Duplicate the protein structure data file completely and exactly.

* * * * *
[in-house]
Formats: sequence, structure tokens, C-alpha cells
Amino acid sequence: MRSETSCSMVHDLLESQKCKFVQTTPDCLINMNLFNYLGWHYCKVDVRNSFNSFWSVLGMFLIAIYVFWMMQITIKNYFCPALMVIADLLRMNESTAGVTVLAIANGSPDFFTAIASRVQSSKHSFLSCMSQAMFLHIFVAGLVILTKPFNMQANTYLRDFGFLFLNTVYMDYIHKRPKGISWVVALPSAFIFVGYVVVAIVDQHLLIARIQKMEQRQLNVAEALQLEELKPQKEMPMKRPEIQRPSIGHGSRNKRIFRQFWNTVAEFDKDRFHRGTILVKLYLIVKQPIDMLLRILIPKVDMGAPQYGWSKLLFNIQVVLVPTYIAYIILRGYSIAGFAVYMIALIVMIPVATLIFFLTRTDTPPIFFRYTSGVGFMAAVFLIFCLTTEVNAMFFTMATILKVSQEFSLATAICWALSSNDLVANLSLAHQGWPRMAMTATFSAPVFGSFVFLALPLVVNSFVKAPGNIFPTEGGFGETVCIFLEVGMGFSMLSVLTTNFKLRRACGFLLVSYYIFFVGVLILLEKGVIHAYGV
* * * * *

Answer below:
[in-house]
Formats: sequence, structure tokens, C-alpha cells
Amino acid sequence: MRSETSCSMVHDLLESQKCKFVQTTPDCLINMNLFNYLGWHYCKVDVRNSFNSFWSVLGMFLIAIYVFWMMQITIKNYFCPALMVIADLLRMNESTAGVTVLAIANGSPDFFTAIASRVQSSKHSFLSCMSQAMFLHIFVAGLVILTKPFNMQANTYLRDFGFLFLNTVYMDYIHKRPKGISWVVALPSAFIFVGYVVVAIVDQHLLIARIQKMEQRQLNVAEALQLEELKPQKEMPMKRPEIQRPSIGHGSRNKRIFRQFWNTVAEFDKDRFHRGTILVKLYLIVKQPIDMLLRILIPKVDMGAPQYGWSKLLFNIQVVLVPTYIAYIILRGYSIAGFAVYMIALIVMIPVATLIFFLTRTDTPPIFFRYTSGVGFMAAVFLIFCLTTEVNAMFFTMATILKVSQEFSLATAICWALSSNDLVANLSLAHQGWPRMAMTATFSAPVFGSFVFLALPLVVNSFVKAPGNIFPTEGGFGETVCIFLEVGMGFSMLSVLTTNFKLRRACGFLLVSYYIFFVGVLILLEKGVIHAYGV